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Imagining Pasts and Futures

We are concerned with the social imagination of pasts and futures.


We have well established research strengths in:

  • social and cultural perspectives on memory and constructions of the past
  • utopian studies and social futures
  • other forms of temporality, especially in relation to developments in social theory

Our friendly cluster opens up engaged discussions across the boundaries of these ideas. They speak to some of the most pressing problems of today.

To learn more about our conversations, follow our our blog or join our mailing list by emailing us.

Memories of the past are shaped by visions of the future as well as conditions and contexts of the present. Just as visions of the future are related to understandings of the past whilst also shaping actions in the present. Social practices of remembering and commemoration, hoping and dreaming, are all simultaneously individual and collective. They have real importance in institutional and everyday life.

Specific staff interests include:

  • the imagination and practice of alternatives within and beyond capitalist democracies; visions of the Anthropocene and environmentally sustainable futures; the social importance of utopias;
  • the study of the recent past from a historical sociology and anthropology perspective; the future-directed government of memory in nation-building and the role of future anticipation in present-day policy work;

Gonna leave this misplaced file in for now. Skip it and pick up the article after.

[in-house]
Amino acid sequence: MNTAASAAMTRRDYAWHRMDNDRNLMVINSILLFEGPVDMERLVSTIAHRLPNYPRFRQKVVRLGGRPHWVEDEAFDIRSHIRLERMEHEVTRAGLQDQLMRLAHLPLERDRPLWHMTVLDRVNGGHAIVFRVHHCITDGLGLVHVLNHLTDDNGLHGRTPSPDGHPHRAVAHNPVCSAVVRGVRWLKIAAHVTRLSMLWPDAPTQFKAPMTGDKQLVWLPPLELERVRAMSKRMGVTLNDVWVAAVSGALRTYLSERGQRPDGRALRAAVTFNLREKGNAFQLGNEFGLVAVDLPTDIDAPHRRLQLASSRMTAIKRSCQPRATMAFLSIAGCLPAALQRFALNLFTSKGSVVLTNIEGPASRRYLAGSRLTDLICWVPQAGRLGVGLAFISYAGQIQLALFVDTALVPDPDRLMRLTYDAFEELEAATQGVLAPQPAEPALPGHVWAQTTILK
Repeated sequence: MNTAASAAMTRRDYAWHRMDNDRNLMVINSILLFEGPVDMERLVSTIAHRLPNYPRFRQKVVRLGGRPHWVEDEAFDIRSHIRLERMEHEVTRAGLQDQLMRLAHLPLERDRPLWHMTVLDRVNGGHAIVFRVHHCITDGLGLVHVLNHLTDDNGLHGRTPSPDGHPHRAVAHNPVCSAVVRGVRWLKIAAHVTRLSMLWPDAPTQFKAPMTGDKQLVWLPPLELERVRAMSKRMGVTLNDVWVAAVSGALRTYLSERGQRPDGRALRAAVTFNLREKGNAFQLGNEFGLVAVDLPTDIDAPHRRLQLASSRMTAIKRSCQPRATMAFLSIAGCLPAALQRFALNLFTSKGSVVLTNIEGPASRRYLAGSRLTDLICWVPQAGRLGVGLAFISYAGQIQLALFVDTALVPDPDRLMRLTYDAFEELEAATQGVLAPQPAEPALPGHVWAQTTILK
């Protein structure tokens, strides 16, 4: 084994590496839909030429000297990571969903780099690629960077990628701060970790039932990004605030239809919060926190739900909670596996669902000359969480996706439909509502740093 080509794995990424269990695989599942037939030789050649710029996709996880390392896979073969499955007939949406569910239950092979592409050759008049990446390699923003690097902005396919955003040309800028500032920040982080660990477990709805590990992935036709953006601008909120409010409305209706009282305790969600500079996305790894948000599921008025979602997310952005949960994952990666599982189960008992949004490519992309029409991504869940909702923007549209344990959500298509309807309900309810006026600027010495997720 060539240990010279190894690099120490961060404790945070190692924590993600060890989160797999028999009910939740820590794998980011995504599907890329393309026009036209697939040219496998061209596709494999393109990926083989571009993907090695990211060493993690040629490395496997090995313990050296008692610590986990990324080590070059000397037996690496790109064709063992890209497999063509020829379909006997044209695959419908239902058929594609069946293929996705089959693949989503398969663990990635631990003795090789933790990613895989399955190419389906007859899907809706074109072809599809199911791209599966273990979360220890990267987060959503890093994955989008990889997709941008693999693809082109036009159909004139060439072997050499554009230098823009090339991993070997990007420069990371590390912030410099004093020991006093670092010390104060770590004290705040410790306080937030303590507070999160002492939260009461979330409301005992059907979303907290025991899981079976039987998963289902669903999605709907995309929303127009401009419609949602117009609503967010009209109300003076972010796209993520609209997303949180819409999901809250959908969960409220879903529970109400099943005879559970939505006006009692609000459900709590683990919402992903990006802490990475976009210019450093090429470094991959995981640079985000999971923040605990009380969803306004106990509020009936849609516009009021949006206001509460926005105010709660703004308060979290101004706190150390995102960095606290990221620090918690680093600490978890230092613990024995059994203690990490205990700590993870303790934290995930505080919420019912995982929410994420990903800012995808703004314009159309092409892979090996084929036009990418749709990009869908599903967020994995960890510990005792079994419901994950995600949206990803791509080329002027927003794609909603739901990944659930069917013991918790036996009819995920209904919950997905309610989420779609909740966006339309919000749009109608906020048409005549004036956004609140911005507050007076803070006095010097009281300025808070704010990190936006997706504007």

• the creative affordances of social memory and place for senses of identity and belonging, as well as social exclusion; the intersection of pasts and futures in relation to urban and social regeneration, social transformation and nationhood, the idea of community and empathy
  • political, social and individual memory-work, in particular its significance for identity and personhood, older age, the moral significance of remembering and memorialisation, the bio-technological modification of memory
  • Cluster members have worked together to explore the discursive and political history of meritocracy and the kinds of futures it opens up and closes down, as well as the temporalities of institutional change in relation to the future of student engagement in HE